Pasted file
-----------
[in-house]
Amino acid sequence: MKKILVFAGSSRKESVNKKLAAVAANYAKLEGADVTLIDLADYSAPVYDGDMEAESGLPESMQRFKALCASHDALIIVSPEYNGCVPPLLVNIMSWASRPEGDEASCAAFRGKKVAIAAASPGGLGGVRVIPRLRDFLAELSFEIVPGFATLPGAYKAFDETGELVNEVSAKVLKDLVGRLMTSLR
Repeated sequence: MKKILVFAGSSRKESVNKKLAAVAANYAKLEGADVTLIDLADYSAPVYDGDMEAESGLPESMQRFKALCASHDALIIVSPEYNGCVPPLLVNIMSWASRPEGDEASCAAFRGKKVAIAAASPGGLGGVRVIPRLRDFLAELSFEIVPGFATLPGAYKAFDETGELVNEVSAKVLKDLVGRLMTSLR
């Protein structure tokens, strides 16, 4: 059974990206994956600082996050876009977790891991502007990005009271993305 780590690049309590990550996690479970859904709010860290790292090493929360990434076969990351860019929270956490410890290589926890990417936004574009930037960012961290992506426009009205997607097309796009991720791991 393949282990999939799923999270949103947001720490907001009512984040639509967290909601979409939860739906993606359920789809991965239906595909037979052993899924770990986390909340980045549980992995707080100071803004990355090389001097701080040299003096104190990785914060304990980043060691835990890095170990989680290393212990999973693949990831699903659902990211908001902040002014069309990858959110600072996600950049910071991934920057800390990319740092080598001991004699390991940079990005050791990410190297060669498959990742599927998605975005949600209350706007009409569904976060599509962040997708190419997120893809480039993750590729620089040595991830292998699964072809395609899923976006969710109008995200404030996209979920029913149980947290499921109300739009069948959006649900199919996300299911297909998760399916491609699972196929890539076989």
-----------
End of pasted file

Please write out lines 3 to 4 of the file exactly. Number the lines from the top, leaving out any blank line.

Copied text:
Repeated sequence: MKKILVFAGSSRKESVNKKLAAVAANYAKLEGADVTLIDLADYSAPVYDGDMEAESGLPESMQRFKALCASHDALIIVSPEYNGCVPPLLVNIMSWASRPEGDEASCAAFRGKKVAIAAASPGGLGGVRVIPRLRDFLAELSFEIVPGFATLPGAYKAFDETGELVNEVSAKVLKDLVGRLMTSLR
């Protein structure tokens, strides 16, 4: 059974990206994956600082996050876009977790891991502007990005009271993305 780590690049309590990550996690479970859904709010860290790292090493929360990434076969990351860019929270956490410890290589926890990417936004574009930037960012961290992506426009009205997607097309796009991720791991 393949282990999939799923999270949103947001720490907001009512984040639509967290909601979409939860739906993606359920789809991965239906595909037979052993899924770990986390909340980045549980992995707080100071803004990355090389001097701080040299003096104190990785914060304990980043060691835990890095170990989680290393212990999973693949990831699903659902990211908001902040002014069309990858959110600072996600950049910071991934920057800390990319740092080598001991004699390991940079990005050791990410190297060669498959990742599927998605975005949600209350706007009409569904976060599509962040997708190419997120893809480039993750590729620089040595991830292998699964072809395609899923976006969710109008995200404030996209979920029913149980947290499921109300739009069948959006649900199919996300299911297909998760399916491609699972196929890539076989």